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How townhouses keep evolving to meet their resident's needs

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Secondary Glazing in Practice

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acoustic secondary glazing

Residential squares were originally designed to bring a natural space into the heart of the city. Now, they are often used as a shortcut with nature all but drowned out by the far less dulcet tones of the carbon combustion engine. Built as homes for Londoners throughout the 18th and 19th centuries, the quintessential London townhouse is modelled on classical architecture. Its large symmetrically spaced windows flood the interior with light  and help create the Georgian style. However, inherent in their design is an acoustic weakness through which 21st-century urban noise cuts straight through! London's residential squares reflect the changes in culture, architecture and construction over the centuries; with windows being a particularly revealing element. This process of evolution is still progressing although you’ll need a particularly eagle eye to spot it! Material constraints of sash windows 
History early 18th century sash
Early Georgian style townhouses have sash windows built flat to the external face of the building. The construction of early sash windows was constrained by the sheer thickness and weight of glass. During the late 17th and 18th centuries windows were glazed in Crown glass. This required many glazing bars which could be as thick as 35mm, cutting down the amount of glass in each sash significantly.  Legal restraints on sash window placement
Late 18th century sash window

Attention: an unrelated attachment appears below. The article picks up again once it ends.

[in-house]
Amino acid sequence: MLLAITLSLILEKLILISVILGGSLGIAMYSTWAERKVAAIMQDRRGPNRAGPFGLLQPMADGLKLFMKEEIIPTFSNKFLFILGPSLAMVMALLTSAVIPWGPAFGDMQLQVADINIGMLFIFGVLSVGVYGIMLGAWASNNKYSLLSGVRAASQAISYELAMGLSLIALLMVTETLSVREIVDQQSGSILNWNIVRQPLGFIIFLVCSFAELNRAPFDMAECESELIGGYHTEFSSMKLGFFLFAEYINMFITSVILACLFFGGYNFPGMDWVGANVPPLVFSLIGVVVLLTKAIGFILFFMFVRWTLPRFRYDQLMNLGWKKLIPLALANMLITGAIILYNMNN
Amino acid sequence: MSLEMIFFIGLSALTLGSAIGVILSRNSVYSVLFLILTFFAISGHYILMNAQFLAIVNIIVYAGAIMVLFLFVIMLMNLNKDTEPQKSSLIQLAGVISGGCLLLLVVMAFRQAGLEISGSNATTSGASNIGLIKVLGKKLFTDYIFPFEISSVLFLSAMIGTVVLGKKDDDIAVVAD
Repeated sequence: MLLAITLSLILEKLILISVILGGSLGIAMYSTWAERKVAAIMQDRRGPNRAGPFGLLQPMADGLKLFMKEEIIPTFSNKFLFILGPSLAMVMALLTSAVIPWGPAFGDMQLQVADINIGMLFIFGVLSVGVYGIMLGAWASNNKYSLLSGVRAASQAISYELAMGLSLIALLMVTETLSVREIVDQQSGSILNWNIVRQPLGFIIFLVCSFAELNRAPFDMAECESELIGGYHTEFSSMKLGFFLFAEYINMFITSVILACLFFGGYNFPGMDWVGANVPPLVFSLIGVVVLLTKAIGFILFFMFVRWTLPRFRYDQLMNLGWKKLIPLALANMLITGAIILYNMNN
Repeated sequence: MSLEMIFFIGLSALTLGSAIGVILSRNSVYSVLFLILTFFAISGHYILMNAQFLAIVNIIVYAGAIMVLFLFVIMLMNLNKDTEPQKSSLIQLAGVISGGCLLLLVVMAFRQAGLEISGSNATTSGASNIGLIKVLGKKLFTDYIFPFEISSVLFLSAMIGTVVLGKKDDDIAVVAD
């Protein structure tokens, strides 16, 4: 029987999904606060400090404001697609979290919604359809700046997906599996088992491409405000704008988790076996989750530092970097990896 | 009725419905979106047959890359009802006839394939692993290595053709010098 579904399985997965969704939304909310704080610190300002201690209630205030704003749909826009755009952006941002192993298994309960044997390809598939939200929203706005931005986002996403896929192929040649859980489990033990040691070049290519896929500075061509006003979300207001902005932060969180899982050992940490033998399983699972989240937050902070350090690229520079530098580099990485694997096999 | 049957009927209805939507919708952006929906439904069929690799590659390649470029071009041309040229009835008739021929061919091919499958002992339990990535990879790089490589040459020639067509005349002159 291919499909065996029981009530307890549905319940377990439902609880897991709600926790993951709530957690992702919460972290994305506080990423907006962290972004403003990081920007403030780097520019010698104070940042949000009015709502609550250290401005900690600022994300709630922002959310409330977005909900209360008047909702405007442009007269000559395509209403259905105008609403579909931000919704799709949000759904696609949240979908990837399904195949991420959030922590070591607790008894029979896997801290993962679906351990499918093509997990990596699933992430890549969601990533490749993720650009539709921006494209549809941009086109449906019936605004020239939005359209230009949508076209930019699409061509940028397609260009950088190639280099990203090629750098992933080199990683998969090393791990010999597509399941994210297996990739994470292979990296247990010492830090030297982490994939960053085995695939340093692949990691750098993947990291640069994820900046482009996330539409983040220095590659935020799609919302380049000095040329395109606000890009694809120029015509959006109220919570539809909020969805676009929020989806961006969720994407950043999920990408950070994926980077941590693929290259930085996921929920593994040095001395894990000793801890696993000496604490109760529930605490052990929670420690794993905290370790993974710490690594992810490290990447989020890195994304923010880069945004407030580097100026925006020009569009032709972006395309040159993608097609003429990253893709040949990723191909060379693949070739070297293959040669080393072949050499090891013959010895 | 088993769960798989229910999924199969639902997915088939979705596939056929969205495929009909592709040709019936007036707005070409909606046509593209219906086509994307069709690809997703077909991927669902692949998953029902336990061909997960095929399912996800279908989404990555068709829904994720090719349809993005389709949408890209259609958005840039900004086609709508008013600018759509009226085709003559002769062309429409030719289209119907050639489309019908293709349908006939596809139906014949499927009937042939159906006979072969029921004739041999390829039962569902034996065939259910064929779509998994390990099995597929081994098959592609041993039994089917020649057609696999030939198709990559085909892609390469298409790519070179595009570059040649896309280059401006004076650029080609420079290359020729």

To reduce the possible spread of fire the 1709 and later 1774 London Building Acts required the box sash to be set back and ultimately hidden behind the masonry of the reveal. Gradually, as glazing technology advanced, windows could be made with glazing bars as thin as 10mm and with a significantly larger proportion of glass to timber.  Popular taste also plays its part as the now ubiquitous white exterior of windows were originally black, whilst opulent houses often sported black frames embellished with gold leaf! Black exterior decoration 18th century Black exterior paint – Original colour scheme in both the 17th and 18th century By their very nature sash windows have poor acoustic properties. Counter balanced, double-hung sashes are designed to glide smoothly. To achieve this, each sash needs to have room to move within the sash box and it is this 'wriggle room' which reduces the acoustic properties of the frame allowing soundwaves to pass through the gaps. Whilst the large single glazed glass surfaces of each window allow soundwaves to easily pass through. Acoustic secondary glazing forms an airtight seal, allowing no soundwaves to penetrate through its frame; whilst the air gap between the primary and secondary window decouples the two glass surfaces, deadening the sound within the cavity between the two. To gain even more sound reduction, acoustic units are designed to hold thick acoustic glass which further deadens sound transmission. Content images for sash window history Holburne museum Georgian façade and example of low impact thermal/security secondary glazing - Holburne museum With many thousands of Listed properties in London and with a significant proportion of these suffering from sound ingress, acoustic secondary glazing is often the only solution. Accepted by the vast majority of conservation officers, secondary glazing has proved to be invaluable in restoring peace and tranquillity to special buildings. Selectaglaze is proud of both the benefits and the aesthetics of its product. Now the evolution of the iconic townhouse involves low visual impact adaptations which transform the acoustic properties of the original. However unlike their predecessors these 21st century adaptations are very hard to spot...can you?